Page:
The kids’ least favorite punishments are natural consequences, and who can blame them? It’s bad enough you’re suffering, but to know the suffering is a direct result of your own choices makes it almost too much to bear. So when the natural consequences of my laziness came to bite me in the butt, all I could do was grit my teeth, hunt down the baby sling, and load all six kids into the van.
I get it. I really, really do. It’s unusual in this country to see a large family. I also have come to understand that many adults make personal comments about large families that they wouldn’t make when faced with another uncommon person. So while I don’t think the majority of people would look at paraplegic in a wheelchair and ask him twenty questions about his situation, his lifestyle, and his history, there doesn’t seem to be the same filter in regards to family size.…
So instead of sitting on my armchair-turned-throne of laziness, moodily brooding about all the things I’m recently very bad at (list includes, but not limited to: routine personal hygiene, attention to housework, and motivating certain children to just finish their schoolwork for the year already), I thought I’d hike all the way to my “office” (the computer nook in the kitchen) and post something about things I am good at.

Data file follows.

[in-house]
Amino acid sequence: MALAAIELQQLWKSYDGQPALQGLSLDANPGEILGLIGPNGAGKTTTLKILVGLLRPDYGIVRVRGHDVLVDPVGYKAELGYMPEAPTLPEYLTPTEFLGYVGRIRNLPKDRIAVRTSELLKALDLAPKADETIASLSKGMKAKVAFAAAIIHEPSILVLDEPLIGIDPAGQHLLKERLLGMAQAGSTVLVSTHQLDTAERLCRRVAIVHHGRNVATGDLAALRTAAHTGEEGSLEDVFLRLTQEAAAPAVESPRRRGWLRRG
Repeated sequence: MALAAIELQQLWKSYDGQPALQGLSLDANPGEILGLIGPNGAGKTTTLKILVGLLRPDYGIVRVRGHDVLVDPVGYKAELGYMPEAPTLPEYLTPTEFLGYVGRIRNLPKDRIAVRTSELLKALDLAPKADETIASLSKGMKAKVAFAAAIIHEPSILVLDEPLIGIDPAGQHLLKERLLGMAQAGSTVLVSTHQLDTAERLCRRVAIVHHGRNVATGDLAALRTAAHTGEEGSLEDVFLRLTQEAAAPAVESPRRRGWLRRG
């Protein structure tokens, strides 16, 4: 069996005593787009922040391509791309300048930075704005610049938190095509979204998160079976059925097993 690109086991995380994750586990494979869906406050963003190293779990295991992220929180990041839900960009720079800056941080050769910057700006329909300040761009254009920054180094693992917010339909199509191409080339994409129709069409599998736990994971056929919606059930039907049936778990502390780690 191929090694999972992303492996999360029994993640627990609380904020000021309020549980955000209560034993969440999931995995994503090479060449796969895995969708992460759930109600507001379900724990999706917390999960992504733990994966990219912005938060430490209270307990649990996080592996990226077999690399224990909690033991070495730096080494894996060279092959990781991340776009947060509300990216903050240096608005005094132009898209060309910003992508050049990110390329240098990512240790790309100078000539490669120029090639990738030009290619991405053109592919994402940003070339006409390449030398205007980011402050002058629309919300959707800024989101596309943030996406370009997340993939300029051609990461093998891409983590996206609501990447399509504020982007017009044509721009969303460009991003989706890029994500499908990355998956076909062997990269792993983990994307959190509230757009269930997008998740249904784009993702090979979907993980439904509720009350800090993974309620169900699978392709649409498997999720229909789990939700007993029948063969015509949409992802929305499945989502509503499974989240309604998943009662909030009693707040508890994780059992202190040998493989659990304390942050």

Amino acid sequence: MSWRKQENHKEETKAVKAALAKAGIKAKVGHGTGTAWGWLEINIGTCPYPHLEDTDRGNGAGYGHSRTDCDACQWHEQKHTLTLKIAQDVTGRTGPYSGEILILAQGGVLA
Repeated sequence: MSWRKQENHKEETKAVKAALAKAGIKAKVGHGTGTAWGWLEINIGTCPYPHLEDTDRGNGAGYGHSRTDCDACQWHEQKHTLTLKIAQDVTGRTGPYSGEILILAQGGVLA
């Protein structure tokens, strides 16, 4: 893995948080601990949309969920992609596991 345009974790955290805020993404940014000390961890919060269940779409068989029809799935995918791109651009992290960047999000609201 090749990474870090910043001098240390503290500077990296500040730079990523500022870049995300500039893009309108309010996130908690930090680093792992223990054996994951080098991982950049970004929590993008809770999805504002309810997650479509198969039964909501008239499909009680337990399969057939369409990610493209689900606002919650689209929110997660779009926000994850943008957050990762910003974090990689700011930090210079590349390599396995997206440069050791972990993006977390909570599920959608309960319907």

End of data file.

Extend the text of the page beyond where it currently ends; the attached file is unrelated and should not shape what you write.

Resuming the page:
It’s a pretty short list right now. Mostly, it’s limited to this:
Which, in case you’re not sure what you’re looking at, is a Cub Scout, marching in the town Memorial Day parade, sporting a mohawk dyed red, white, and blue for the occasion. It was every bit as festive as it looked.
This, of course, is the Cub Scout’s younger brother, who is also sporting a mohawk. Which is orange. Which, despite the dye bottle’s assurances to the contrary, is not washing out, and will mostly likely leave his hair only via the clippers.
So here’s what I do well. I give my boys mohawks and dye them unnatural colors.
Why? Because that’s what they ask for. Ever since they’ve been old enough to ask for specific haircuts, the mohawk has been the number one choice (followed by “spiky, like Doctor Who”)
It’s something, anyway.